Home Paintguns Pumps The Process of Restoring a Neglected Buzzard

The Process of Restoring a Neglected Buzzard

Here’s a Cobalt Blue Carter Machine Buzzard I purchased a few months back off ebay (the Rat Attack 12 gram drop out was added by me).  This pump was purchased from a seller in New Jersey so it was likely originally sold through ABC Paintball, which was a dealer for Carter Machine items in the mid 90s. I’d date this Buzzard between 1993 and 1995.

Pre Restoration Cobalt Carter Machine Buzzard with back bottle Rat Attack Changer.
Pre Restoration Cobalt Carter Machine Buzzard with back bottle Rat Attack Changer.

Looking at the initial photos when I purchased this paintgun, I could tell it was in rough shape and that the internal bolt and hammer, along with external steel pieces such as screws were rusted up and possibly fused together. But since these hardened steel internal parts are contained in the stainless body snub it could likely be cleaned up and easily turned into another reliable stock class loaner.

Left side of Cobalt Carter Machine Buzzard.
Left side of Cobalt Carter Machine Buzzard.

After receiving the Buzzard in the mail, my fears were confirmed with the internals looking rusted solid.
The rest of the stock class pump looked okay overall though.
The trigger slide plate is similar to Check It Products Super Stock frames but the frame has sides that are more rounded, the hump is more exaggerated and the frame’s trigger guard area is not as thick.  The trigger plate has three perpendicular holes in the trigger (instead of the CIP’s two slots) and a slightly different front angle. 

Check It Products (CIP) Super Stock product photo scanned from the December 1995 Issue of Action Pursuit Games.
Check It Products (CIP) Super Stock product photo scanned from the December 1995 Issue of Action Pursuit Games.

I personally prefer swing triggers on buzzards and slide triggers on Ducks, Redux and Box Guns  since the aluminum parts can wear from contact with the steel hammer sear but upon disassembly the top of the trigger wasn’t too worn.

The bottomline holes were also a larger size that is different from classic 1.25 inch 10×32 spacing or modern .75 inch 10×32 spacing.  I’ve found this spacing on several Carters and Line SI Bushmasters from the early 90s.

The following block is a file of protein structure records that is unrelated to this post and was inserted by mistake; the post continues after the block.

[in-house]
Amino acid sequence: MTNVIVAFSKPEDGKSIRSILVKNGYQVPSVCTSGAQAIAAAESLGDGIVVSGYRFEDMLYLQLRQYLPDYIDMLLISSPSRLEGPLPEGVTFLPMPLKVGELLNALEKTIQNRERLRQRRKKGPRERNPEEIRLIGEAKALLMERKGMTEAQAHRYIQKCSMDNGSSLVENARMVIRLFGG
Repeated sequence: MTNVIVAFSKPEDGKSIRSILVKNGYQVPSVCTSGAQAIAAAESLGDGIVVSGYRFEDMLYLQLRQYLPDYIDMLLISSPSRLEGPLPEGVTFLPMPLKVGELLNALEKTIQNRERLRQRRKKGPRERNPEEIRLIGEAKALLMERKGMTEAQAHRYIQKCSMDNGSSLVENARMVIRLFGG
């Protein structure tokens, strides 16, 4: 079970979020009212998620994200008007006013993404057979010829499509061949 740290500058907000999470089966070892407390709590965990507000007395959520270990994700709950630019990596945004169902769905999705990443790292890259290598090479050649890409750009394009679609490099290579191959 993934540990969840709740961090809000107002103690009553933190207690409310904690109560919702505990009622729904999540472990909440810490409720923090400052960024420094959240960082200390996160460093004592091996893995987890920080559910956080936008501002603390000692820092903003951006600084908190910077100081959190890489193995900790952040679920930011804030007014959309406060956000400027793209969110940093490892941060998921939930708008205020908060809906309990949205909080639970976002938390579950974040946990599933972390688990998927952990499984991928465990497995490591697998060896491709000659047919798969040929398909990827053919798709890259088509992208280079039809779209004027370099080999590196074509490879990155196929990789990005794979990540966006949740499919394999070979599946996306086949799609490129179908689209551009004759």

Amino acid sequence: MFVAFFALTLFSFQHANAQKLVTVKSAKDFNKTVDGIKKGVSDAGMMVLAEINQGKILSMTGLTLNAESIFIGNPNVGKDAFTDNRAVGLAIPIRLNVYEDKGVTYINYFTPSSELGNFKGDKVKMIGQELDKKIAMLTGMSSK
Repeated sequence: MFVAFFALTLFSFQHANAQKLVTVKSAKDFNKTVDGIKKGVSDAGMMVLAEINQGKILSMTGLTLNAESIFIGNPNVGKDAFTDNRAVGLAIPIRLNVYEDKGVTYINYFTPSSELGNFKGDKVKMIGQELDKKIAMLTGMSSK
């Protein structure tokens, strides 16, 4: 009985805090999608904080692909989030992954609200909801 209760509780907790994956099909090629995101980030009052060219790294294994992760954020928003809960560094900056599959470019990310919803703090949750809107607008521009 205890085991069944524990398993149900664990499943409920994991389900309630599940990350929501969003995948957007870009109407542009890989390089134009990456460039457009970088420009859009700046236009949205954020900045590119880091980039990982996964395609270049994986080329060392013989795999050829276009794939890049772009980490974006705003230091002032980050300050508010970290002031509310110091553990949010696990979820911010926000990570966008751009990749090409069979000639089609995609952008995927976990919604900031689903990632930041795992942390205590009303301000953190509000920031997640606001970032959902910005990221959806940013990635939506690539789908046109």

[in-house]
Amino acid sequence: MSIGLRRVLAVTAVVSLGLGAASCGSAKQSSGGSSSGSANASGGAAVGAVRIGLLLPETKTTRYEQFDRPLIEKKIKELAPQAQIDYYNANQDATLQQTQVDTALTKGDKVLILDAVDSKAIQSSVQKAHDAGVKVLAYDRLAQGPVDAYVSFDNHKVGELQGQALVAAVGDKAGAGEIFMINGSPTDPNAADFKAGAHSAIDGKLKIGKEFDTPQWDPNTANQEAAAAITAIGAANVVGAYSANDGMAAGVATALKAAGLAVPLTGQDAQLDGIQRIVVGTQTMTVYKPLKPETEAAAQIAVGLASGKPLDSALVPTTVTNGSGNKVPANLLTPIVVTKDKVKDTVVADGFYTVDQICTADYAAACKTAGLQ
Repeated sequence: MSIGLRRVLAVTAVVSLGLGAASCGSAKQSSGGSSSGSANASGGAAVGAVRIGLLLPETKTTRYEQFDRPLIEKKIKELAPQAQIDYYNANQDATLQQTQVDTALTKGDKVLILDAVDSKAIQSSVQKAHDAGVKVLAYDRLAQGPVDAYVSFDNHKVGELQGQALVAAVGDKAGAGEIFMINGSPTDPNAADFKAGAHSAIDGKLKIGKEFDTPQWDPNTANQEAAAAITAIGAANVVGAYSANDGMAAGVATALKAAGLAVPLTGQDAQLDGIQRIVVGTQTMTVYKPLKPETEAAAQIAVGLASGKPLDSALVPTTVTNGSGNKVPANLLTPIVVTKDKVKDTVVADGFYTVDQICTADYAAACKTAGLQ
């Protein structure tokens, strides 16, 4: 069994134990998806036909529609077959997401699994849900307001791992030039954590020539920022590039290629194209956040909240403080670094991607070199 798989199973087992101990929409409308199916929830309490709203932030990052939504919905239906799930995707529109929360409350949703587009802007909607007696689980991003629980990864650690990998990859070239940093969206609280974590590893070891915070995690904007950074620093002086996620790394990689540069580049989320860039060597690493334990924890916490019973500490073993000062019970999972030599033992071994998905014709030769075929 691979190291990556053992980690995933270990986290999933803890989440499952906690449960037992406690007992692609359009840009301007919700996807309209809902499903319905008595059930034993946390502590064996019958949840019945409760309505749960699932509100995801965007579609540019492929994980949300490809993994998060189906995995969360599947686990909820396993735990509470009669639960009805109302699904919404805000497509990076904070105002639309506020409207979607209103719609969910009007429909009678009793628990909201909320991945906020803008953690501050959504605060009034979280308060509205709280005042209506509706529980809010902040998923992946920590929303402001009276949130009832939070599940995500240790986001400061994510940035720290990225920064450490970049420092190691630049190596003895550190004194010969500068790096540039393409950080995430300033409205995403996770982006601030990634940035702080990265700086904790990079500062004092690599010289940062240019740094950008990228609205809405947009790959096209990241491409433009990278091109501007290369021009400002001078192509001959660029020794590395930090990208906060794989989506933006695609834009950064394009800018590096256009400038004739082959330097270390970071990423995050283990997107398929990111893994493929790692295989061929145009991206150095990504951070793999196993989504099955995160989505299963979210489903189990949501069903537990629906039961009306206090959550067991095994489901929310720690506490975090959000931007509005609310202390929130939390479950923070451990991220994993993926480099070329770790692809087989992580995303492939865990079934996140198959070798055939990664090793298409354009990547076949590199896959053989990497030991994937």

Full Blown Grip panel close up to show the detail.
Full Blown Grip panel close up to show the detail and larger bottomline screws.

I saw Robert Ferguson, of Full Blown Products (grips), at SC Village Tet Offensive and he confirmed the grips were Full Blown Grip 45 panels.

The barrel is Taso thread, which means it’s not compatible with Autococker barrels unfortunately. I do have several Taso barrels cut for sizers though so not a big deal.

While in Northern California last month, in August 2015, I broke this Buzzard down and found a set up suitable internals for replacement.  I knocked out the sear of the original hammer and ground a ranger sear to work to keep the spare with the rusted internals to repair at a later date. The video above show the process for grinding a ranger sear that is attached to a ranger hammer.  In the case of this Buzzards replacement sear I knocked both sears out and marked the cuts on the ranger sear before grinding.

Despite the extremely rusted up internals I still wanted the internal brass adjuster (Carter Machine TPC) to use in a replacement set.  Internals are exactly plentiful but I have extras.  I don’t have extra brass adjusters though. I also wanted to salvage the aluminum valve retaining screw.  

So I soaked the original internals in Ed’s Red solvent and after a few days could remove the brass adjuster.  And with a light hammer taps, the aluminum valve retaining screw could be pulled off the power tube.

In a later articles I’ll post restored images of this Buzzard.  It doesn’t look too different, just the internals are shiny since I replaced them with a stainless set, and the Full Blown Panels have been replaced with Hogue grips since I’ll be using this gun as a rental and don’t want to risk someone breaking them.

Find more articles on Carter Machine at:
https://paintballhistory.com/tag/carter-machine/

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